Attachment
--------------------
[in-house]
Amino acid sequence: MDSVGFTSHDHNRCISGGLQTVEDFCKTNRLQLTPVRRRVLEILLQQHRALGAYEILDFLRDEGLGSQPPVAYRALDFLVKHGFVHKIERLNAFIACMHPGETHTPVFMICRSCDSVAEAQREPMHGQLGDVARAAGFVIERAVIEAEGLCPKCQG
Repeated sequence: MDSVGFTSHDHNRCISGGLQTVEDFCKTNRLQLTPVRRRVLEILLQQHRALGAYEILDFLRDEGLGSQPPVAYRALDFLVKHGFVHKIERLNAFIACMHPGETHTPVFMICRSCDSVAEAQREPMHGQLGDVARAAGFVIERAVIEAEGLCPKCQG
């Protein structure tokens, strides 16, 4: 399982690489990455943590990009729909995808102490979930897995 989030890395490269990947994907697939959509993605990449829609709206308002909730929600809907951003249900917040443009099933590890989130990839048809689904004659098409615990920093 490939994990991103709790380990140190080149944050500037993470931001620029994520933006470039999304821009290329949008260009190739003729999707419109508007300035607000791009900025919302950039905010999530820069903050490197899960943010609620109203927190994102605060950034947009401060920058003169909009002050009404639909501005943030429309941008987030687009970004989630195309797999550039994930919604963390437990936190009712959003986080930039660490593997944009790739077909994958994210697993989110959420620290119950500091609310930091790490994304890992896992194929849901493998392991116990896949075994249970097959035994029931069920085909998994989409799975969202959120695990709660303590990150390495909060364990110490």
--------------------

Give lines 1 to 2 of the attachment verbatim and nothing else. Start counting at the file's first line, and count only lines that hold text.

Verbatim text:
[in-house]
Amino acid sequence: MDSVGFTSHDHNRCISGGLQTVEDFCKTNRLQLTPVRRRVLEILLQQHRALGAYEILDFLRDEGLGSQPPVAYRALDFLVKHGFVHKIERLNAFIACMHPGETHTPVFMICRSCDSVAEAQREPMHGQLGDVARAAGFVIERAVIEAEGLCPKCQG